A definitive Twitter ban has usually had good reasons in the past. Kickboxer Andrew Tate had to go after countless misogynistic and homophobic statements, Kanye West disqualified himself for anti-Semitic rants and Donald Trump was barred from entry over fears he would motivate his supporters to commit further acts of violence after the storming of the Capitol. Now all three - and other former exiles - are back. Others, however, are turning their backs on the platform.
With a public vote, Elon Musk apparently let Twitter users decide for themselves whether former US President Donald Trump would get his old Twitter account back. The time had come on Saturday night: "@realDonaldTrump" has been available again since then, but the profile is idle (you can find out more here).
The appearances of the other unblocked personalities are much more active: Kickboxer Andrew Tate returned after around five years and has been writing regularly as "@cobratate" ever since. Twitter is the first network that Tate allows again - because the kickboxer had managed to lose access to almost every platform with countless verbal attacks against women and homosexuals as well as racist remarks. Including Instagram, Tiktok and Youtube.
Tate is now continuing his course on Twitter undeterred, letting his mostly male fans celebrate him like the Messiah. So far there has been no interaction between Elon Musk and Tate. It's different with Kanye West: The rapper, who was also no longer allowed to write on Twitter because of anti-Jewish statements, also returned and initially wrote a "test tweet", in which he wrote: "Test, test – let's see if my twitter is unblocked." Musk acknowledged the test with the sentence: "Don't kill what you hate, save what you love."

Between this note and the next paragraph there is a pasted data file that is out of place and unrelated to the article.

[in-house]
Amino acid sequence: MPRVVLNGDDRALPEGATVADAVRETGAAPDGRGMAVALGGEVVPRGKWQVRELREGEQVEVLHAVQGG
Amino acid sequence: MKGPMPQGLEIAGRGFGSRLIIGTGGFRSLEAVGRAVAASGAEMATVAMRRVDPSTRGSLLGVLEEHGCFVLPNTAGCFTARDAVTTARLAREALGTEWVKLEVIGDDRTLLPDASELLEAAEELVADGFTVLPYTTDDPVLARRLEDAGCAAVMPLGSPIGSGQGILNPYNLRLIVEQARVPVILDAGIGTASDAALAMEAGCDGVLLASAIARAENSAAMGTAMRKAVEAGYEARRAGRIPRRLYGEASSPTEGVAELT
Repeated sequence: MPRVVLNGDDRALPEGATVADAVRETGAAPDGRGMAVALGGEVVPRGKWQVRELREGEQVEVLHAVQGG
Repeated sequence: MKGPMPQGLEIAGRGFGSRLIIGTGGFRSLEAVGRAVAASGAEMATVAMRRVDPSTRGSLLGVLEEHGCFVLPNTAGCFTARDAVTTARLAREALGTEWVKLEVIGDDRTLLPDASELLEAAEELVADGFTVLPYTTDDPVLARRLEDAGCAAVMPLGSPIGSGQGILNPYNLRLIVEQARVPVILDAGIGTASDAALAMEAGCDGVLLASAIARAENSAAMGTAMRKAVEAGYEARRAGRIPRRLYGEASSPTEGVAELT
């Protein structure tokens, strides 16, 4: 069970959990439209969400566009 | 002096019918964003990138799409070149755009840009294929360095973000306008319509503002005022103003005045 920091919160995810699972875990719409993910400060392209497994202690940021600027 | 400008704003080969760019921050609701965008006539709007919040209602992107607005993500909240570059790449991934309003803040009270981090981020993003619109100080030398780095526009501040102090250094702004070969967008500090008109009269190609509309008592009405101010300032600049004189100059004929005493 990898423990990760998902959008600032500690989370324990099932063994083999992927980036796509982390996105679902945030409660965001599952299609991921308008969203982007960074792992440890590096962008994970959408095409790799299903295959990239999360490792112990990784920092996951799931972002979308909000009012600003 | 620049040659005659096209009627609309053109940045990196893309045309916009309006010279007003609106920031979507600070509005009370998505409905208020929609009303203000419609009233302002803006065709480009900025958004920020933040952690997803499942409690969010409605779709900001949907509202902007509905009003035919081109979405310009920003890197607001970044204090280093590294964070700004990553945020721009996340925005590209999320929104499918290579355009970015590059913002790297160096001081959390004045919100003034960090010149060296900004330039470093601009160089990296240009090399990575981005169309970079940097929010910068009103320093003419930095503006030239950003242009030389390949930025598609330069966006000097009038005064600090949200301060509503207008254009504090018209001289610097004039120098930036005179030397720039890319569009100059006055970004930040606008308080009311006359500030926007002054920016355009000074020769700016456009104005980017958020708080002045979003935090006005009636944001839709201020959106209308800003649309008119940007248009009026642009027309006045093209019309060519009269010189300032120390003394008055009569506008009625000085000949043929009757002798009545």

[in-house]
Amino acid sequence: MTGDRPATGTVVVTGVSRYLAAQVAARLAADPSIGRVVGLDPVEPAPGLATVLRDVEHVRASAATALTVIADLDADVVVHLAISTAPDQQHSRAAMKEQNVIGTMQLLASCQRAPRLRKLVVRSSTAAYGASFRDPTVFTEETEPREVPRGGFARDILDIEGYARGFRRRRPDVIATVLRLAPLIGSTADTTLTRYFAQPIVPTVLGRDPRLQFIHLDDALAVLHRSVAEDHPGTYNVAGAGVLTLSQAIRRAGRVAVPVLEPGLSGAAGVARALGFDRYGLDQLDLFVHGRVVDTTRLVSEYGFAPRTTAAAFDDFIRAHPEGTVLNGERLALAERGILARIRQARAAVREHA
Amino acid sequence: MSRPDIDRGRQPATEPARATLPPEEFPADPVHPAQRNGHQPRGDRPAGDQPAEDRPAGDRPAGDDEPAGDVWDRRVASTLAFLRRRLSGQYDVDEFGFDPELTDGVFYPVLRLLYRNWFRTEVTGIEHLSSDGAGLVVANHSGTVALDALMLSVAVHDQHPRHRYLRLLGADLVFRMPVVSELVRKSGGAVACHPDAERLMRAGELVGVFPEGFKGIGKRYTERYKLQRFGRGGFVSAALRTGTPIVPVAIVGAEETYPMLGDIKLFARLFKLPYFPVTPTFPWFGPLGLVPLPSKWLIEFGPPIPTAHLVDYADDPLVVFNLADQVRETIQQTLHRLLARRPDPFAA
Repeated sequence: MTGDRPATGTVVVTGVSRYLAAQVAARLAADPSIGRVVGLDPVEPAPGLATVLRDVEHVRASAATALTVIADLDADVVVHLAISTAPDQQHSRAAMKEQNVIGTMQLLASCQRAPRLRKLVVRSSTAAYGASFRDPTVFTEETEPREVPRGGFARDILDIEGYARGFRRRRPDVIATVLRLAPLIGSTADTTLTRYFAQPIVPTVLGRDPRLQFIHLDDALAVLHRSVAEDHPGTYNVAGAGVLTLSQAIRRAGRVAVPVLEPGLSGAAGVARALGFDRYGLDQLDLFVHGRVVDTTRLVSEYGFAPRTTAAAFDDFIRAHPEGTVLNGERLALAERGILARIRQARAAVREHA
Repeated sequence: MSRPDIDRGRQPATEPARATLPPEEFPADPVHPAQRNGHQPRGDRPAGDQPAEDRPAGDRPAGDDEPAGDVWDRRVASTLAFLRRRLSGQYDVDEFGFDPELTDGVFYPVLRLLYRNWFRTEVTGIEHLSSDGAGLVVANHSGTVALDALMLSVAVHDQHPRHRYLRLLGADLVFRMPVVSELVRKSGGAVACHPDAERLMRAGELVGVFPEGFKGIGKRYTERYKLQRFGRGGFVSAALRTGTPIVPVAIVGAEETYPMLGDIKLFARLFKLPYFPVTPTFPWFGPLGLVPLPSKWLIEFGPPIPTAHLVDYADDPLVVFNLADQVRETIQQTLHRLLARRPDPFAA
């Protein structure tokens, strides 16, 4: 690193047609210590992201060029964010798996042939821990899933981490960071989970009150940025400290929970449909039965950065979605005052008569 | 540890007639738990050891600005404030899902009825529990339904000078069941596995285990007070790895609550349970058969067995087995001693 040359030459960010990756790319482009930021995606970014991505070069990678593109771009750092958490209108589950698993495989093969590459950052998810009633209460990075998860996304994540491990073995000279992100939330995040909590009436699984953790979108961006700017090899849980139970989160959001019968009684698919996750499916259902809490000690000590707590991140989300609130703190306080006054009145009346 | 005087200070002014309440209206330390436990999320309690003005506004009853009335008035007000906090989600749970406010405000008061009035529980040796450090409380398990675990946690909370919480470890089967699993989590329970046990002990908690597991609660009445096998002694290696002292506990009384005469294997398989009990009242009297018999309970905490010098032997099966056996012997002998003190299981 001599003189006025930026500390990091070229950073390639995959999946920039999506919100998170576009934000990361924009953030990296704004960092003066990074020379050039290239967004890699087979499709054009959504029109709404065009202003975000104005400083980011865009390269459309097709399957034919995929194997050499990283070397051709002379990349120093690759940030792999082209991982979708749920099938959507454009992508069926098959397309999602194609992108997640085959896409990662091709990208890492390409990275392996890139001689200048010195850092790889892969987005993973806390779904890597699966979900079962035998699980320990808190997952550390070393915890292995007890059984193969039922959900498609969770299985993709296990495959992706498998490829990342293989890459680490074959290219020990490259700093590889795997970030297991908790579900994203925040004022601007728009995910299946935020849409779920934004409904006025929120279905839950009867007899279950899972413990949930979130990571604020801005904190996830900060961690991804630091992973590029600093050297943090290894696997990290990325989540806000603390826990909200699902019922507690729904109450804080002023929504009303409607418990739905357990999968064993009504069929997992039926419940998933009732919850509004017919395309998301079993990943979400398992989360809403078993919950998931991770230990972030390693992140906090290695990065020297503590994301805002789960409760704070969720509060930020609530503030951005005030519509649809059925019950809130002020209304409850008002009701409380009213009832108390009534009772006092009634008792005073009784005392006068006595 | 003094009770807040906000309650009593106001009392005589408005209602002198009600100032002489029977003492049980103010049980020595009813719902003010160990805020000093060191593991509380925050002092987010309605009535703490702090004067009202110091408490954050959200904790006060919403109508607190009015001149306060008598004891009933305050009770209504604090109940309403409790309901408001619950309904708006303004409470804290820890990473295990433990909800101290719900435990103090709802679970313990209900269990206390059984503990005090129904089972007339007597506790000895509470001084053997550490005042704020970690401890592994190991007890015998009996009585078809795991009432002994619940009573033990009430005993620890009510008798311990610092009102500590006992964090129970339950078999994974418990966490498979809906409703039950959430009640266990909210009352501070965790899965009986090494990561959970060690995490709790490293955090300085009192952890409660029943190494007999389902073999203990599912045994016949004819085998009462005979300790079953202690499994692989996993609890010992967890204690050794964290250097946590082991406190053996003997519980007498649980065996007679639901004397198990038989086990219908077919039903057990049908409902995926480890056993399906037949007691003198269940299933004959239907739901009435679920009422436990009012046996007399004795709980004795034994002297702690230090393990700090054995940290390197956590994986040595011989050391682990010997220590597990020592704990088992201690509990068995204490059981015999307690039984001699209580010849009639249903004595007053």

A few hours later, Kanye West just wrote: "Shalom." It might not be a coincidence that West chose this Hebrew greeting, which is the Jewish word for "peace." Only a few users believe the rapper in such a friendly way of addressing Jewish people, the pain and irritation at previously expressed insults runs too deep.
Things are still calmer with Donald Trump. Even if the ex-president's profile gained many millions of followers within a few days, Trump remains silent on Twitter two days after it was published. He remains loyal to his own platform, Truth Social, and seems in no hurry to tweet again. Quite a few suspect that he could use Twitter as an advertising channel for his private network – if he does get in touch.
Apparently not everyone likes the new course that Twitter has taken. At the weekend, Apple's marketing boss Phil Schiller deactivated his Twitter account "@pschiller", which had been active since 2008. A call to his former profile only brings up the message "This account does not exist".
Tim Cook, the Apple CEO, is still on board and his profile reaches 13.7 million people. It is unclear whether Phil Schiller's departure was a purely personal decision or whether Apple is sending a warning signal to Musk. As the head of Apple's App Store and thus the gatekeeper to one of the largest software markets in the world, the deletion of his access has at least a signal effect.
When asked what he thought of the change in ownership, Cook said in an interview with CBS: "They say they will continue to moderate, and I'm counting on them to do so , because I don't think anyone really wants hate speech on their platform." The question of how Apple will react if Twitter does nothing is more relevant now than ever.